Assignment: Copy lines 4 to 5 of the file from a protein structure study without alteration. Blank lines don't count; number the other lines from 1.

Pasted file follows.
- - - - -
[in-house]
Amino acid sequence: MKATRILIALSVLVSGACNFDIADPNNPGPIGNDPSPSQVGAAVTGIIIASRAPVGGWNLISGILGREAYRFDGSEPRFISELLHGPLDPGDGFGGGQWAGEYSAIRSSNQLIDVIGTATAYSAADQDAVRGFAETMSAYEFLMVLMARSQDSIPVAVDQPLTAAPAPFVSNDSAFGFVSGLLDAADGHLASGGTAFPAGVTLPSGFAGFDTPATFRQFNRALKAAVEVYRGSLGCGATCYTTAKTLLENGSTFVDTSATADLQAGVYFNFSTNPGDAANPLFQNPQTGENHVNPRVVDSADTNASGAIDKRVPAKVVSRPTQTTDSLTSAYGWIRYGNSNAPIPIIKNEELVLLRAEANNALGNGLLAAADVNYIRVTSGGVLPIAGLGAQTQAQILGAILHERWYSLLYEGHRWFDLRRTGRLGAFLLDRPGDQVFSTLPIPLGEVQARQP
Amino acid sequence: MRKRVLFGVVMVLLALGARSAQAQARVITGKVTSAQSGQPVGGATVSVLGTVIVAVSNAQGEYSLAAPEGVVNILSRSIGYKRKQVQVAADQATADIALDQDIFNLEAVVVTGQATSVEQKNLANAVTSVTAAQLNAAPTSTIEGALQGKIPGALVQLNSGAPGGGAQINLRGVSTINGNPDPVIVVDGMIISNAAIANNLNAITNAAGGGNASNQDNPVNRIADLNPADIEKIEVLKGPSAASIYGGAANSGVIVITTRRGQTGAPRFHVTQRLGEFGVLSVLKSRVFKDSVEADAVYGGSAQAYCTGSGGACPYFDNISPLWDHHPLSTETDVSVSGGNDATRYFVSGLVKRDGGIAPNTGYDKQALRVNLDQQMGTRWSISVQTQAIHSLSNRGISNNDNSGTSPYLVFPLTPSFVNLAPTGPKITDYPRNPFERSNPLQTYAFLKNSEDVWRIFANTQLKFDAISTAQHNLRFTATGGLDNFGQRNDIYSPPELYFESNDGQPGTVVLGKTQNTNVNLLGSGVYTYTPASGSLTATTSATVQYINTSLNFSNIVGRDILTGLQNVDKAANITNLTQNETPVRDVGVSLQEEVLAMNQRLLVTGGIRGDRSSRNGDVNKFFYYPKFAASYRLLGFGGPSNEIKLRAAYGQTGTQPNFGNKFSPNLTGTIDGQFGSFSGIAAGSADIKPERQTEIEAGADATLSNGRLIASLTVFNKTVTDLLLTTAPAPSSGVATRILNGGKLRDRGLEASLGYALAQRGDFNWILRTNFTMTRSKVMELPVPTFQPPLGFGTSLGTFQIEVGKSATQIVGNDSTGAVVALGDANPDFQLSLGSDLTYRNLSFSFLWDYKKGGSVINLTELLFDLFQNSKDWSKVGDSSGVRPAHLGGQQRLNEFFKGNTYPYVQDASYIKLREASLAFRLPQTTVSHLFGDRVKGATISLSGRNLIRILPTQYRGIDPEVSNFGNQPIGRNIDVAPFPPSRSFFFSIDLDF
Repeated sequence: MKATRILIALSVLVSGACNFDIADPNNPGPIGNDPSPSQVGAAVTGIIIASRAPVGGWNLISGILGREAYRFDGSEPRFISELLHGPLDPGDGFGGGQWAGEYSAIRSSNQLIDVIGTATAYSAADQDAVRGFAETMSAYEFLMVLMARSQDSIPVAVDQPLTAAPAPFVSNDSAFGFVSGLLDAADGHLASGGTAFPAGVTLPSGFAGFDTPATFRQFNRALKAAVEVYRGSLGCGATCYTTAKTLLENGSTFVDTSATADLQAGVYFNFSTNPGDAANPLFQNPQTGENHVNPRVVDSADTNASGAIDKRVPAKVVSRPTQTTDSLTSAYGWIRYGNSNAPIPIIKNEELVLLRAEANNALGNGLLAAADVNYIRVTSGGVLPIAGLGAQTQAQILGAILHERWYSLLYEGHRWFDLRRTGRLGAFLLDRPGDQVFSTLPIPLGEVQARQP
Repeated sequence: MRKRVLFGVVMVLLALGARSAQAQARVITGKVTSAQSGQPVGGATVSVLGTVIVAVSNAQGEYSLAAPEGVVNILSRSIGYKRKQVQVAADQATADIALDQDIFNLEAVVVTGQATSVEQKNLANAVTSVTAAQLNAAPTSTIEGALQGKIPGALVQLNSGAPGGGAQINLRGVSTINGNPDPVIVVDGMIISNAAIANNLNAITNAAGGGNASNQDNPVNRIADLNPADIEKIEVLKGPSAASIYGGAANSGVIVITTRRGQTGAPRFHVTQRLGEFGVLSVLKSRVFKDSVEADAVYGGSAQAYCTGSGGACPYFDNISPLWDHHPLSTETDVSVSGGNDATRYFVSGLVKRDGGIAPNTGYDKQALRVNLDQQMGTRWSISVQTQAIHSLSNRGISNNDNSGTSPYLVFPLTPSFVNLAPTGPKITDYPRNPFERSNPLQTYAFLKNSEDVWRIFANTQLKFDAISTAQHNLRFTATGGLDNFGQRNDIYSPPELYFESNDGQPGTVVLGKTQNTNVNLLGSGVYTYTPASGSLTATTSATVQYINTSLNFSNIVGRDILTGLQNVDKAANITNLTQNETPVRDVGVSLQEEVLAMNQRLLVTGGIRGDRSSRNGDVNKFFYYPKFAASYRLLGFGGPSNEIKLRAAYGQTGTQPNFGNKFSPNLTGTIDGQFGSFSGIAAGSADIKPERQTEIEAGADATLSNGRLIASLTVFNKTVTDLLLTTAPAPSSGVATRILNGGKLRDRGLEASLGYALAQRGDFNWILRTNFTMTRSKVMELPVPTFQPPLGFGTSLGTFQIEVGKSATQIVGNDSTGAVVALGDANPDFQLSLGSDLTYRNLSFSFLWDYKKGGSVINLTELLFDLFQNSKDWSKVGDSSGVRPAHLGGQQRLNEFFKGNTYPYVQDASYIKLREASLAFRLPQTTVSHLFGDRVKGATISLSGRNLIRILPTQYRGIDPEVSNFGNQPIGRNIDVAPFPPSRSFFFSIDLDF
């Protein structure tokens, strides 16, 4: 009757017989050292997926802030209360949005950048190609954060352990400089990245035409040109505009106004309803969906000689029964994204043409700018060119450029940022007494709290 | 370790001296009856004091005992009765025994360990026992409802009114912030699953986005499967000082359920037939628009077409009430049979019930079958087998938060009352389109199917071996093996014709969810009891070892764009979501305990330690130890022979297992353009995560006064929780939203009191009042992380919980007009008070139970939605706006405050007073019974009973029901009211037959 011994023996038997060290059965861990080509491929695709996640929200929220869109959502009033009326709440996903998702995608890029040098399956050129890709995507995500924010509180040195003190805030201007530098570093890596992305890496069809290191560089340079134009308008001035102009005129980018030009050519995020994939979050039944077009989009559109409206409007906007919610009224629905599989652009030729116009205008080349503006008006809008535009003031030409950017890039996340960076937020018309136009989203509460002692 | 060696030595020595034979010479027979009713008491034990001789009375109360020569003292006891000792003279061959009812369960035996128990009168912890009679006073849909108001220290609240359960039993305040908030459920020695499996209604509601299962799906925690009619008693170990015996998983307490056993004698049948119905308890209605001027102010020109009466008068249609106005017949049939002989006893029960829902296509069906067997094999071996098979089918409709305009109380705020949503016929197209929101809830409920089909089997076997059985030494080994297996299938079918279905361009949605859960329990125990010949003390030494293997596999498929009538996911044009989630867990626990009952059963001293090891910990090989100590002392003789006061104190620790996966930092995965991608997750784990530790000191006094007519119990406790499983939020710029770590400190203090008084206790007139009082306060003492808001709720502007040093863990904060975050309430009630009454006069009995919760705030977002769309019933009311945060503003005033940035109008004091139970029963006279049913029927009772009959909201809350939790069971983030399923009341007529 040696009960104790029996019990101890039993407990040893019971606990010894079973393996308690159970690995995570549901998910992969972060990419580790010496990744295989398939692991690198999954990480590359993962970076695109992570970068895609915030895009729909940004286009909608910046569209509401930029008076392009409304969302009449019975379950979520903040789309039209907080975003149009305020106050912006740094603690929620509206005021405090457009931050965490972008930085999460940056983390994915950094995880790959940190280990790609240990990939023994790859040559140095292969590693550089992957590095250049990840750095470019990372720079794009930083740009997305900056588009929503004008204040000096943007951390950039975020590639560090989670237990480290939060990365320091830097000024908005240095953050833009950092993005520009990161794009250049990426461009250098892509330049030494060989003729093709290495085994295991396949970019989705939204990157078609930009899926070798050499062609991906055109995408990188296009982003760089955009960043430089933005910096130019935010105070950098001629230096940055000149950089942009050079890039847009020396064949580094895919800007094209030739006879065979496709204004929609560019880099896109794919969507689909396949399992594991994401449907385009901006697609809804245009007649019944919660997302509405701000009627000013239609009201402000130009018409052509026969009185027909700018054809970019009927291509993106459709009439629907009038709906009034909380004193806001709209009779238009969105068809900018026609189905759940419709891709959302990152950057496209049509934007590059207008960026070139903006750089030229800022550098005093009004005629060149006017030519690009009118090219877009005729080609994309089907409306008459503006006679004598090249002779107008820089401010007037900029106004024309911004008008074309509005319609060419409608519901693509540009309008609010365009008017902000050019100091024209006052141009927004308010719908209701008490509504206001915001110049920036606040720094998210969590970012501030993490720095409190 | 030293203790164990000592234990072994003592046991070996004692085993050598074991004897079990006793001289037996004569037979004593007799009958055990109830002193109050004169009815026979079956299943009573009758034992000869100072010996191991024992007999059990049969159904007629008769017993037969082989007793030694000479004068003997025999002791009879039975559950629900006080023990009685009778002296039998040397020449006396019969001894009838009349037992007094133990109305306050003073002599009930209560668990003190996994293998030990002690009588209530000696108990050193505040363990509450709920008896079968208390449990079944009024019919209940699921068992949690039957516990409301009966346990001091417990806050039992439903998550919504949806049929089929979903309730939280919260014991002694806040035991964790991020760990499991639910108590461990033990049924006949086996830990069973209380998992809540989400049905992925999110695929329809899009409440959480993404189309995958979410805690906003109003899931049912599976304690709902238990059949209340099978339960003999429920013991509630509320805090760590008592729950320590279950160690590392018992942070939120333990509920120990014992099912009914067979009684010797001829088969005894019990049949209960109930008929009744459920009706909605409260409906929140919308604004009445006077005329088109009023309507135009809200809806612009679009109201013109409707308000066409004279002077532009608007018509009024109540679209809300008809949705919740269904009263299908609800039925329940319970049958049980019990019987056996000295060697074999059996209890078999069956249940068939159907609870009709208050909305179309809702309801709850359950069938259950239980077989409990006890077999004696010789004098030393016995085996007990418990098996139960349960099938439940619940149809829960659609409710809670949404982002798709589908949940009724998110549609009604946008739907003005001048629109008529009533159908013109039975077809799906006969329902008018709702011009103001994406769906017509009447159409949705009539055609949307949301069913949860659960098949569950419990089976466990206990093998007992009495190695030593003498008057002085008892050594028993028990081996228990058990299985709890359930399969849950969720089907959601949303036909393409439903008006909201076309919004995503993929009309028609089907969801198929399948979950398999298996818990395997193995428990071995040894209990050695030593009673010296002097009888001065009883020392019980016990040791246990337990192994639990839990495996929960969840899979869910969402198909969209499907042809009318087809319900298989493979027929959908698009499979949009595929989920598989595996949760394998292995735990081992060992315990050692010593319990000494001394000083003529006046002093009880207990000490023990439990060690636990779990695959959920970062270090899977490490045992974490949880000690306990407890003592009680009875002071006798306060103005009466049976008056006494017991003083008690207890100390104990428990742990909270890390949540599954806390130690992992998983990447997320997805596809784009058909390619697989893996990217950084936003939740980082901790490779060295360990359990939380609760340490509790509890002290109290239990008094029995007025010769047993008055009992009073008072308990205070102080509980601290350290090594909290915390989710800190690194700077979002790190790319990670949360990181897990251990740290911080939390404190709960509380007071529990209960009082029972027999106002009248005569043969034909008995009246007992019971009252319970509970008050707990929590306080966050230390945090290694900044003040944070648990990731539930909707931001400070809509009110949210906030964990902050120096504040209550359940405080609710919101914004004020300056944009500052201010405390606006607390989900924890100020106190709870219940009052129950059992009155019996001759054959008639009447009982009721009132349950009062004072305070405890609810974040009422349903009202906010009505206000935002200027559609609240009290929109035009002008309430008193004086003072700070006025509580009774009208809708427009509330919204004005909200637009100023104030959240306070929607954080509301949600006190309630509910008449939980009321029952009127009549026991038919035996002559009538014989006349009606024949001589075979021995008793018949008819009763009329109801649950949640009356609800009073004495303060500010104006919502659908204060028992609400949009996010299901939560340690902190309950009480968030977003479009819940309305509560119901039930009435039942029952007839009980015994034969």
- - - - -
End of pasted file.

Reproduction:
Repeated sequence: MKATRILIALSVLVSGACNFDIADPNNPGPIGNDPSPSQVGAAVTGIIIASRAPVGGWNLISGILGREAYRFDGSEPRFISELLHGPLDPGDGFGGGQWAGEYSAIRSSNQLIDVIGTATAYSAADQDAVRGFAETMSAYEFLMVLMARSQDSIPVAVDQPLTAAPAPFVSNDSAFGFVSGLLDAADGHLASGGTAFPAGVTLPSGFAGFDTPATFRQFNRALKAAVEVYRGSLGCGATCYTTAKTLLENGSTFVDTSATADLQAGVYFNFSTNPGDAANPLFQNPQTGENHVNPRVVDSADTNASGAIDKRVPAKVVSRPTQTTDSLTSAYGWIRYGNSNAPIPIIKNEELVLLRAEANNALGNGLLAAADVNYIRVTSGGVLPIAGLGAQTQAQILGAILHERWYSLLYEGHRWFDLRRTGRLGAFLLDRPGDQVFSTLPIPLGEVQARQP
Repeated sequence: MRKRVLFGVVMVLLALGARSAQAQARVITGKVTSAQSGQPVGGATVSVLGTVIVAVSNAQGEYSLAAPEGVVNILSRSIGYKRKQVQVAADQATADIALDQDIFNLEAVVVTGQATSVEQKNLANAVTSVTAAQLNAAPTSTIEGALQGKIPGALVQLNSGAPGGGAQINLRGVSTINGNPDPVIVVDGMIISNAAIANNLNAITNAAGGGNASNQDNPVNRIADLNPADIEKIEVLKGPSAASIYGGAANSGVIVITTRRGQTGAPRFHVTQRLGEFGVLSVLKSRVFKDSVEADAVYGGSAQAYCTGSGGACPYFDNISPLWDHHPLSTETDVSVSGGNDATRYFVSGLVKRDGGIAPNTGYDKQALRVNLDQQMGTRWSISVQTQAIHSLSNRGISNNDNSGTSPYLVFPLTPSFVNLAPTGPKITDYPRNPFERSNPLQTYAFLKNSEDVWRIFANTQLKFDAISTAQHNLRFTATGGLDNFGQRNDIYSPPELYFESNDGQPGTVVLGKTQNTNVNLLGSGVYTYTPASGSLTATTSATVQYINTSLNFSNIVGRDILTGLQNVDKAANITNLTQNETPVRDVGVSLQEEVLAMNQRLLVTGGIRGDRSSRNGDVNKFFYYPKFAASYRLLGFGGPSNEIKLRAAYGQTGTQPNFGNKFSPNLTGTIDGQFGSFSGIAAGSADIKPERQTEIEAGADATLSNGRLIASLTVFNKTVTDLLLTTAPAPSSGVATRILNGGKLRDRGLEASLGYALAQRGDFNWILRTNFTMTRSKVMELPVPTFQPPLGFGTSLGTFQIEVGKSATQIVGNDSTGAVVALGDANPDFQLSLGSDLTYRNLSFSFLWDYKKGGSVINLTELLFDLFQNSKDWSKVGDSSGVRPAHLGGQQRLNEFFKGNTYPYVQDASYIKLREASLAFRLPQTTVSHLFGDRVKGATISLSGRNLIRILPTQYRGIDPEVSNFGNQPIGRNIDVAPFPPSRSFFFSIDLDF